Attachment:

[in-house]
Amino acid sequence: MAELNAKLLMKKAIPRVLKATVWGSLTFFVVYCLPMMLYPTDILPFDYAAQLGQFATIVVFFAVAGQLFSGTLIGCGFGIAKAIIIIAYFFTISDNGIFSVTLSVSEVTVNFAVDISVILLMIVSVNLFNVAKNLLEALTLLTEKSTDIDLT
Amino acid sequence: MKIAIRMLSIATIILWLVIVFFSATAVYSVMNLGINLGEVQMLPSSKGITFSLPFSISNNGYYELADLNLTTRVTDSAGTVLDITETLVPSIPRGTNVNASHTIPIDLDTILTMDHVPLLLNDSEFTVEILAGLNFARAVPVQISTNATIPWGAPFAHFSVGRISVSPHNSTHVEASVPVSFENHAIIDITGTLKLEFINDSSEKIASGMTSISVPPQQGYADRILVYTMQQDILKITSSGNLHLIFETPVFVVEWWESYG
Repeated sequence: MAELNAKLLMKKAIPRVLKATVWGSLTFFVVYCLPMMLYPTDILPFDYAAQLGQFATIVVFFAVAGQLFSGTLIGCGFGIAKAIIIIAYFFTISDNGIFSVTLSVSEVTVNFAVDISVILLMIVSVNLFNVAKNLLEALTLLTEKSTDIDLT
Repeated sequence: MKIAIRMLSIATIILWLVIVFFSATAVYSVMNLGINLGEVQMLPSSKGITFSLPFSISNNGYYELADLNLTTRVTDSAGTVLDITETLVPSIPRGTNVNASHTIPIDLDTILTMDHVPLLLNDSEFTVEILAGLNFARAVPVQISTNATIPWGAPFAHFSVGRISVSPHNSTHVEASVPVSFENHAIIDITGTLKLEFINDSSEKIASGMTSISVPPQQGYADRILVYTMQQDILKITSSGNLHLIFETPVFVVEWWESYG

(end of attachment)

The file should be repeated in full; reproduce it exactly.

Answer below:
[in-house]
Amino acid sequence: MAELNAKLLMKKAIPRVLKATVWGSLTFFVVYCLPMMLYPTDILPFDYAAQLGQFATIVVFFAVAGQLFSGTLIGCGFGIAKAIIIIAYFFTISDNGIFSVTLSVSEVTVNFAVDISVILLMIVSVNLFNVAKNLLEALTLLTEKSTDIDLT
Amino acid sequence: MKIAIRMLSIATIILWLVIVFFSATAVYSVMNLGINLGEVQMLPSSKGITFSLPFSISNNGYYELADLNLTTRVTDSAGTVLDITETLVPSIPRGTNVNASHTIPIDLDTILTMDHVPLLLNDSEFTVEILAGLNFARAVPVQISTNATIPWGAPFAHFSVGRISVSPHNSTHVEASVPVSFENHAIIDITGTLKLEFINDSSEKIASGMTSISVPPQQGYADRILVYTMQQDILKITSSGNLHLIFETPVFVVEWWESYG
Repeated sequence: MAELNAKLLMKKAIPRVLKATVWGSLTFFVVYCLPMMLYPTDILPFDYAAQLGQFATIVVFFAVAGQLFSGTLIGCGFGIAKAIIIIAYFFTISDNGIFSVTLSVSEVTVNFAVDISVILLMIVSVNLFNVAKNLLEALTLLTEKSTDIDLT
Repeated sequence: MKIAIRMLSIATIILWLVIVFFSATAVYSVMNLGINLGEVQMLPSSKGITFSLPFSISNNGYYELADLNLTTRVTDSAGTVLDITETLVPSIPRGTNVNASHTIPIDLDTILTMDHVPLLLNDSEFTVEILAGLNFARAVPVQISTNATIPWGAPFAHFSVGRISVSPHNSTHVEASVPVSFENHAIIDITGTLKLEFINDSSEKIASGMTSISVPPQQGYADRILVYTMQQDILKITSSGNLHLIFETPVFVVEWWESYG